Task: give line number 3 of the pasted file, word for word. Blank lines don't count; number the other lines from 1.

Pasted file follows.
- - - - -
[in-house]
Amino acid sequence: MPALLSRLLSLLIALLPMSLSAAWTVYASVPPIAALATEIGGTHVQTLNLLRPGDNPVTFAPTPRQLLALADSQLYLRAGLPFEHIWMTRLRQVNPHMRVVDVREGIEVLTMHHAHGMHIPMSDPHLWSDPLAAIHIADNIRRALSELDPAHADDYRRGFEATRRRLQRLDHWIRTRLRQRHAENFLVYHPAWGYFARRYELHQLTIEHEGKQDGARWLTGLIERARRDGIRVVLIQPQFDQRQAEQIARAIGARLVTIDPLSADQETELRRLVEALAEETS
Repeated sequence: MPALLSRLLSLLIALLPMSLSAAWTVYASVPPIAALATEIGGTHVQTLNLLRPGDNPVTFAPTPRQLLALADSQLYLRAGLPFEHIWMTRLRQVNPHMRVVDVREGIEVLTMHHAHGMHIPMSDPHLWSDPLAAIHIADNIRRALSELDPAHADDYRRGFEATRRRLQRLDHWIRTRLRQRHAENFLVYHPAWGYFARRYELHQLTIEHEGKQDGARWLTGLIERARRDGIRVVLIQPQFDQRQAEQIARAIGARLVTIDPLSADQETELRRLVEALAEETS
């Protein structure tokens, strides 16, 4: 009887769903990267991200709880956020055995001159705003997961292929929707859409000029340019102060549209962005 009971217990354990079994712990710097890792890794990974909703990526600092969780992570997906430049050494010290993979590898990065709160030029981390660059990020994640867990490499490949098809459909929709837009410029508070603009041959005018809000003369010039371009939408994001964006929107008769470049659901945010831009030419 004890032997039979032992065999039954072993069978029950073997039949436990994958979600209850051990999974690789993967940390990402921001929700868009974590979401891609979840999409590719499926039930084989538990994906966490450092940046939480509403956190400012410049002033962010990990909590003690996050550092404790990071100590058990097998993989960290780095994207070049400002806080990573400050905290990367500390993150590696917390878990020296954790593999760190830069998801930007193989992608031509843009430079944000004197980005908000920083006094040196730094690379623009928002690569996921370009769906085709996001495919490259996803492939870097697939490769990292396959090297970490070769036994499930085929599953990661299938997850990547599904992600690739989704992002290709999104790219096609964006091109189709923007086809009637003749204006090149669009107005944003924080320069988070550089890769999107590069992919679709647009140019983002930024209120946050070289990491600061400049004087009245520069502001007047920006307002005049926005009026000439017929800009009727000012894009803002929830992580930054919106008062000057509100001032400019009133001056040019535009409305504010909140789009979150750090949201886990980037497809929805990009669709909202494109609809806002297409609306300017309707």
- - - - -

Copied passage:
Repeated sequence: MPALLSRLLSLLIALLPMSLSAAWTVYASVPPIAALATEIGGTHVQTLNLLRPGDNPVTFAPTPRQLLALADSQLYLRAGLPFEHIWMTRLRQVNPHMRVVDVREGIEVLTMHHAHGMHIPMSDPHLWSDPLAAIHIADNIRRALSELDPAHADDYRRGFEATRRRLQRLDHWIRTRLRQRHAENFLVYHPAWGYFARRYELHQLTIEHEGKQDGARWLTGLIERARRDGIRVVLIQPQFDQRQAEQIARAIGARLVTIDPLSADQETELRRLVEALAEETS